You’ve done it, you’ve taken that first big step toward your entrepreneurial dreams: you have a rental property. Maybe you inherited it, maybe you hung on to it when you moved your residence elsewhere, or maybe a leprechaun granted you a wish.
Regardless of how it happened, you’re now a landlord! Congratulations.
Assuming you already have paying tenants (and if you don’t, we can help!), it’s about this time each year that people start wondering how their taxes are affected by the choices they made in the previous year. Depending on how you’ve structured your nascent rental empire, you may have until April 18, 2024 to file your 2021 taxes. Through our partnership with TaxAct®, you can save 25% right now by filing your taxes with them.
Let’s dig into how your taxes have changed now that you’re a landlord.
Determine Your Rental Business Structure
There are countless reasons you should establish a company to handle the finances from your rental property. We know that it can seem like a big step, particularly if you only have the one rental property (for now), but trust us when we say that establishing business expenses and income as separate from your personal expenses and income is a very wise decision.
This is the most common business classification, and it’s legal speak for one owner who takes all the business’s profits as personal income. As the owner of a Sole Proprietorship, you’re personally responsible for any business debts. In the eyes of an IRS agent, you and your Sole Proprietorship company are the same entity. Confusing, right?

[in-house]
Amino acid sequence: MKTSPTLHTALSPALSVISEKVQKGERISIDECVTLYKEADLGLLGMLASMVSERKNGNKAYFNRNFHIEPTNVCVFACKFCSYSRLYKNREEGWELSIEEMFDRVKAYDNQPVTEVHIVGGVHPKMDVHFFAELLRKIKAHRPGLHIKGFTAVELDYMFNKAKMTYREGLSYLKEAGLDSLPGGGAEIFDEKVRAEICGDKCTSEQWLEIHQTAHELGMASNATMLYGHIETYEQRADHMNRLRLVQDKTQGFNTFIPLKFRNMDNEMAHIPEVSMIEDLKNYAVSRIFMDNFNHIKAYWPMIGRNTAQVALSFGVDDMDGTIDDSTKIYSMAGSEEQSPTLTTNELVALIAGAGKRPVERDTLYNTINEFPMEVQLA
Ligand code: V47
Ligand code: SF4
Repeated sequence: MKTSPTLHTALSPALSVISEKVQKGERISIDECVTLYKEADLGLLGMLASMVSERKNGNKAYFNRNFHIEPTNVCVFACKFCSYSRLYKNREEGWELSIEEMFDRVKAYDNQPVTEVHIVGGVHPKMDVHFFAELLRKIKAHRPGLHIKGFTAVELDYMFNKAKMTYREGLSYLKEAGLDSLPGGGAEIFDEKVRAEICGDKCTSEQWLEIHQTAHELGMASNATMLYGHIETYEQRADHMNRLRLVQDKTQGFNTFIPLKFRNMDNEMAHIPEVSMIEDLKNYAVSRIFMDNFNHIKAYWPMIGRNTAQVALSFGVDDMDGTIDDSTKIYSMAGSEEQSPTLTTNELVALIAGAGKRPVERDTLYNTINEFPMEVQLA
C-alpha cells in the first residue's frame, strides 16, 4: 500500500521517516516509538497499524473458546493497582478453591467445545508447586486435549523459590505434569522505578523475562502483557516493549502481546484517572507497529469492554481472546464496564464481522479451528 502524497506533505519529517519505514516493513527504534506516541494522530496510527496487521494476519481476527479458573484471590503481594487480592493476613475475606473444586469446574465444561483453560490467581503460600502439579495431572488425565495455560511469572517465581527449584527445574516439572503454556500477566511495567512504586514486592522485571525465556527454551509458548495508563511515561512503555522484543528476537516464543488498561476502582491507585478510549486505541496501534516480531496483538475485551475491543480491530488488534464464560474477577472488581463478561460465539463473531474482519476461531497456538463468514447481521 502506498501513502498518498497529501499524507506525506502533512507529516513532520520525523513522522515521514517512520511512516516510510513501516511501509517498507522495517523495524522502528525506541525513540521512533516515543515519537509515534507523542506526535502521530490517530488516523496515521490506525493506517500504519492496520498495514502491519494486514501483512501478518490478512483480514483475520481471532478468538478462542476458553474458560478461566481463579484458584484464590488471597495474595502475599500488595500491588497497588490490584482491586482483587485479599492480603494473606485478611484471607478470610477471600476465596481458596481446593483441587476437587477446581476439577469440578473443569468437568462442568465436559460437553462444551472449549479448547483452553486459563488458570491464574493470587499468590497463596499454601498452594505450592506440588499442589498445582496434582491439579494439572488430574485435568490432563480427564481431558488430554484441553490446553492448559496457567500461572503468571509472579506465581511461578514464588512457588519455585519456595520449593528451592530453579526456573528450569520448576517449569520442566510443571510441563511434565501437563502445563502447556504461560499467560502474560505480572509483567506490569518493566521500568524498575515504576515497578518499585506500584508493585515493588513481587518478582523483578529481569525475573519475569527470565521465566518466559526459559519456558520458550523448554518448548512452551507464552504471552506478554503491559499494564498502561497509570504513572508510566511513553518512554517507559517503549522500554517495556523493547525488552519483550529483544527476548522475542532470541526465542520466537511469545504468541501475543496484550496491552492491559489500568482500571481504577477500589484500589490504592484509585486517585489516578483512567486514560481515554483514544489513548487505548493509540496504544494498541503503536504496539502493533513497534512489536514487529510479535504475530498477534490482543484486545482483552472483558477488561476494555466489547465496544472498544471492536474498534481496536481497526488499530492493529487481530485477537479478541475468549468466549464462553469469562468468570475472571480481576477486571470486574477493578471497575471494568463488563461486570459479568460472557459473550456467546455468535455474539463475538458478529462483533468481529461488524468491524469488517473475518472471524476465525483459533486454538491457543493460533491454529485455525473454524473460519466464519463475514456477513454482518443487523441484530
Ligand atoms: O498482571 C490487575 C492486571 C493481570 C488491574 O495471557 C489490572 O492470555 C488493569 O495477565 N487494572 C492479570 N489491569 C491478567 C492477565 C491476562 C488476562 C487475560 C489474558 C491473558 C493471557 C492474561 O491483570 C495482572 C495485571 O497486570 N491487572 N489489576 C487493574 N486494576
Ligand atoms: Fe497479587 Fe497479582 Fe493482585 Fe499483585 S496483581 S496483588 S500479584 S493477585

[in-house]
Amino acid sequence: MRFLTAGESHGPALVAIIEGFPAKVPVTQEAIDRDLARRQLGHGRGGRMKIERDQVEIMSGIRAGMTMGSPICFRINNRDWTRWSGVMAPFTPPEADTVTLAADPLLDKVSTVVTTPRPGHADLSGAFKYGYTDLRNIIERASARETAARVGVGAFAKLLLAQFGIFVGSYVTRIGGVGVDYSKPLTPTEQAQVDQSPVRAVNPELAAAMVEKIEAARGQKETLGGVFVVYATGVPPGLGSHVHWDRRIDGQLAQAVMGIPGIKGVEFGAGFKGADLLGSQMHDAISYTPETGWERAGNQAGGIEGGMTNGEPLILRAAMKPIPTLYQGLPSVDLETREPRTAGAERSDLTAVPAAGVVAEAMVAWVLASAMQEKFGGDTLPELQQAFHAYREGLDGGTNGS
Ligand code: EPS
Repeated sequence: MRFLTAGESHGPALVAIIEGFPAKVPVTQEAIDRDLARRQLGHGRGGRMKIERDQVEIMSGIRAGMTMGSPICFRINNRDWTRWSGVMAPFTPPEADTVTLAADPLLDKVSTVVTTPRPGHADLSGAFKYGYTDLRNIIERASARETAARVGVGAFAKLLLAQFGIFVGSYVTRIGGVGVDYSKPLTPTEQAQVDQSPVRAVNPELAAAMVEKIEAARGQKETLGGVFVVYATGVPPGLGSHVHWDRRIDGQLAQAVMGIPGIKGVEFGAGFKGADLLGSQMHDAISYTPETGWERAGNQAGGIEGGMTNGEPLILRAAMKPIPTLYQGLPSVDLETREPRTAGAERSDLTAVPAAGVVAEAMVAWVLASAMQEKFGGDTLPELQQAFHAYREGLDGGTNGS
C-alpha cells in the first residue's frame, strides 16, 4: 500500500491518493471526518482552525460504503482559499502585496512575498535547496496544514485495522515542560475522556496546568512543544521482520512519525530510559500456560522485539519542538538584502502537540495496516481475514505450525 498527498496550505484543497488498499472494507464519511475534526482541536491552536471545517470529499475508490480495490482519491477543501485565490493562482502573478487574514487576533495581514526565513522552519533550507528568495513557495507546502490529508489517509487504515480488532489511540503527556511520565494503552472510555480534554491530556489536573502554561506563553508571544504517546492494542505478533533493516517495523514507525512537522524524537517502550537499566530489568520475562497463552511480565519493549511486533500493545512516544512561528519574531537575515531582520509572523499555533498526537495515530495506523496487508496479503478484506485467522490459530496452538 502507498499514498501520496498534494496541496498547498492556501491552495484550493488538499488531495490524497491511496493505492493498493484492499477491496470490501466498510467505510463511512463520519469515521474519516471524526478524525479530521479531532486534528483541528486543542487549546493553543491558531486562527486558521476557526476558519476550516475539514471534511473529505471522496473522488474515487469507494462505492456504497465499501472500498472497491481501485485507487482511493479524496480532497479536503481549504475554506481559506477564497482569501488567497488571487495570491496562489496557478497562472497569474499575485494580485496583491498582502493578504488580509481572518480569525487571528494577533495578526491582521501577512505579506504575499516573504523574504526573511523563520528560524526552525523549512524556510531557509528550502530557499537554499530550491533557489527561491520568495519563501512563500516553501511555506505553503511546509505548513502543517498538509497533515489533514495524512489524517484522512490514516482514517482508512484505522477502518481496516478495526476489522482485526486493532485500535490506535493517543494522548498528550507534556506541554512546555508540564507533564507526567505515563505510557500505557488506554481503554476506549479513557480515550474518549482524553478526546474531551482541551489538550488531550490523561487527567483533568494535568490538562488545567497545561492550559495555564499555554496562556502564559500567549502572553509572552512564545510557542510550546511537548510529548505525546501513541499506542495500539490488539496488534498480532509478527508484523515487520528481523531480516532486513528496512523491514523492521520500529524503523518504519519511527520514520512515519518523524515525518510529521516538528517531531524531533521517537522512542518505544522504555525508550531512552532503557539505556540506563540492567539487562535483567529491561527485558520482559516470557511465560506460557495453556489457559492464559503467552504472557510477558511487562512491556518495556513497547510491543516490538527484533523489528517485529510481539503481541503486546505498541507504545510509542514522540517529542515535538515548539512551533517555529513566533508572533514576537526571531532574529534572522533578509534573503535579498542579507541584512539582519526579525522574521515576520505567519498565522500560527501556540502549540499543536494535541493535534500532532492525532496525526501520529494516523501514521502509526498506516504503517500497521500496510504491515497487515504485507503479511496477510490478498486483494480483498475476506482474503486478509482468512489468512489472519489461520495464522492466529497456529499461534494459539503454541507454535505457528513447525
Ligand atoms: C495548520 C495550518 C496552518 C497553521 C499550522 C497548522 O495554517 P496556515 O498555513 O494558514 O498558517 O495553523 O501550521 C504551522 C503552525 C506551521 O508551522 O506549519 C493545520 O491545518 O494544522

The good news is that a Sole Proprietorship makes it very straightforward to file your taxes. All you need is a Schedule C (Form 1040) to report your business expenses when you file your personal tax return.
If you’re not going alone in your rental business, a Partnership is a good option. The IRS taxes Partnership businesses very similarly to Sole Proprietorships, and a Partnership can have as many owners as it wants. You’re not limited to just one or two buddies when you establish a Partnership, but keep in mind every owner in a Partnership is personally liable for any business debts.
A Partnership is called a pass-through tax entity, and must report profits and losses to the IRS using Form 1065. The Partnership business itself does not pay income taxes but passes that tax liability to its partners. When the partner pays their taxes, they each receive a Schedule K-1 from the Partnership, which is where they report their share of the profits and losses on their Form 1040.
S Corporation (S Corp)
S Corporations are very similar to Partnerships in functionality. The S Corp profits and losses must be reported on a Form 1120-S, but the S Corp doesn’t pay income taxes. Shareholders receive a Schedule K-1 from the S Corp and must pay income taxes on their personal Form 1040.
Limited Liability Company (LLC)
Every state has different LLC requirements and regulations, so your ability to structure your company as an LLC may change depending on where you’re located. Unlike an S Corporation, an LLC can have an unlimited number of shareholders (or members), and each shareholder owns a certain percentage of the company.
The IRS may treat your LLC differently depending on how many members it has. For instance, if you’re the sole owner of a single-member LLC, you’ll be taxed the same way you would be in a Sole Proprietorship. If you’re only one member in a multi-member LLC, you can choose if you want to be taxed as a Partnership or a C Corporation.